Security surveillance company Spectur will roll out state-of-the-art artificial intelligence technology on its suite of security camera systems, enabling its remotely monitored solar-powered cameras to learn and recognize peoples’ faces, vehicle number plates and even specific objects. Perth-based Spectur expects field trials of the new smart camera technology to commence in the next two months.
ASX-listed security surveillance company Spectur will commence field tests on artificial intelligence hardware that will add cutting-edge functionality to its suite of security camera systems.
In a market update on Monday, Spectur said the new AI engine – to be integrated into its camera detection systems – used machine learning algorithms capable of recognising faces, number plates and even particular objects.
The AI enhancement will operate alongside Spectur’s existing, patented, in-camera motion detection system and boost the ability of the company’s security systems to process complex scenarios very quickly with a high degree of accuracy, according to management.
The company said it expected to start field tests on the AI-enabled camera systems in the next two months.
“As time goes on we will have the ability to set specific triggers for alarms. At first, we will be able to discern people and vehicles, but ultimately, we will manage to distinguish between specific people and specific vehicles”.
“This will allow us to supply systems into a broader and higher level of customers.”
Spectur’s lead product is its HD4 security camera system, a solar powered and battery backed-security camera system that can be remotely accessed.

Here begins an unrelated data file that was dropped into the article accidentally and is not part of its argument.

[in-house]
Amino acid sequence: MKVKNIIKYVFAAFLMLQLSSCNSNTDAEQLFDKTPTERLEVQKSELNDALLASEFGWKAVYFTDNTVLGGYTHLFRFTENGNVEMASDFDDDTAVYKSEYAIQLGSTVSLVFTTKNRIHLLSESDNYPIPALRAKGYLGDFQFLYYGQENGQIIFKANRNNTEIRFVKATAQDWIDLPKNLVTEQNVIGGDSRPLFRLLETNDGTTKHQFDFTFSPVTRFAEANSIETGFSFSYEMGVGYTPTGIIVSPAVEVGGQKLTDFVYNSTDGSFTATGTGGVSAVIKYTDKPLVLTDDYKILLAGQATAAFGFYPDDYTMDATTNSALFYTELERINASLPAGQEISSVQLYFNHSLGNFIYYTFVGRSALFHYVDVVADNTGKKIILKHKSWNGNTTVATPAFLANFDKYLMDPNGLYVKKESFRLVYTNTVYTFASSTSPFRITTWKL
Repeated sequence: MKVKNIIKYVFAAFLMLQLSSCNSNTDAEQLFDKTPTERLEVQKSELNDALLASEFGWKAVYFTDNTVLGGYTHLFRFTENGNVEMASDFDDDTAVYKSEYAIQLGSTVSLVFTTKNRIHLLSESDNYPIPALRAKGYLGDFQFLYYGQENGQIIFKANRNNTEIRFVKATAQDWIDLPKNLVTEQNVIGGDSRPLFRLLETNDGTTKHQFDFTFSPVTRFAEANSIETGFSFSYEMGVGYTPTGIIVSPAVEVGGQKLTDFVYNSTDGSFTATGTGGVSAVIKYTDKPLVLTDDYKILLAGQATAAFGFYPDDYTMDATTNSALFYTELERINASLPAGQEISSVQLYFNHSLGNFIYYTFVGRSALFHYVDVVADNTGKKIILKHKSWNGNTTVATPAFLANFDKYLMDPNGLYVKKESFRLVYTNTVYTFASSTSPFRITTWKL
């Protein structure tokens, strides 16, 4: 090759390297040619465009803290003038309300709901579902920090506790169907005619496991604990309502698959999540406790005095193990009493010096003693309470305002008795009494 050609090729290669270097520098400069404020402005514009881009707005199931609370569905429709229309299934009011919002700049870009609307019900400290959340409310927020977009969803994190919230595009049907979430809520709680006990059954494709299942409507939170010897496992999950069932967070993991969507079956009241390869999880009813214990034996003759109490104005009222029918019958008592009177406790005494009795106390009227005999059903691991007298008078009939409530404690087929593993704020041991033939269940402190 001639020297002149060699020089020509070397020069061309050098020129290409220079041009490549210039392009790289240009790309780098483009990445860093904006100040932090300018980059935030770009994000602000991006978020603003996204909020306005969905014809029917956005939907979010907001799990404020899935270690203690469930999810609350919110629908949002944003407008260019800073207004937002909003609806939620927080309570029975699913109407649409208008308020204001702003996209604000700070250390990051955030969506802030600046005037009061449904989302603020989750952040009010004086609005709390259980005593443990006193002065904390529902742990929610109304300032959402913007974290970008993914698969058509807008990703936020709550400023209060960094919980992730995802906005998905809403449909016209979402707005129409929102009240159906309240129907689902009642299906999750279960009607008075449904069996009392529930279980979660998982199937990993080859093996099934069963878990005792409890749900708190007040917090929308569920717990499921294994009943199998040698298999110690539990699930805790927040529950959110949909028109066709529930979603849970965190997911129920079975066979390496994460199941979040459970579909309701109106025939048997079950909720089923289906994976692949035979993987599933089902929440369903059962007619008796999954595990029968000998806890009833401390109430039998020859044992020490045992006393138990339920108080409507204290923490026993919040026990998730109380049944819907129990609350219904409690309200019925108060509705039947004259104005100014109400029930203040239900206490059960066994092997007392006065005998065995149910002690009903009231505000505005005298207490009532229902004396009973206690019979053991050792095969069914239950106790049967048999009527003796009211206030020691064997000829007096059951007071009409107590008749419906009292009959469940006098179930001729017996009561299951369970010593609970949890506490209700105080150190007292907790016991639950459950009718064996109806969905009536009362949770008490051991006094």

It works using mobile technology linked to a cloud-based platform.
The company’s HD4 system seems to be gaining some traction in the market too with the Australian military laying down a $50k order for one last month after Spectur managed to get itself onto the official list of Department of Defence suppliers.
The ASX Junior is also developing a thermal camera system that uses the latest heat-based imaging technology to reliably detect people and vehicles up to 300m away in the dark, with ranges of up to 2km possible in some settings.
Like the HD4, the thermal system is super-fast to deploy and doesn’t’ need hard-wired power or communications networks to operate.
Spectur hopes the integration of artificial intelligence into both systems will prove attractive to clients that have very specific detection requirements who may also have limited power or communications infrastructure.
“The exciting factor for Spectur is that we have a significant commercial price advantage when it comes to deploying systems, even on powered sites where laying cables can be prohibitively expensive. This opens up our market beyond remote, non-powered sites, into the mainstream market,” Mr Holton added in the update.
Since listing last year, Spectur has established operations in four states and deployed over 1100 cameras.
The company has also amassed an impressive client list that so far includes the likes of Rio Tinto, Lend Lease and Iluka Mining.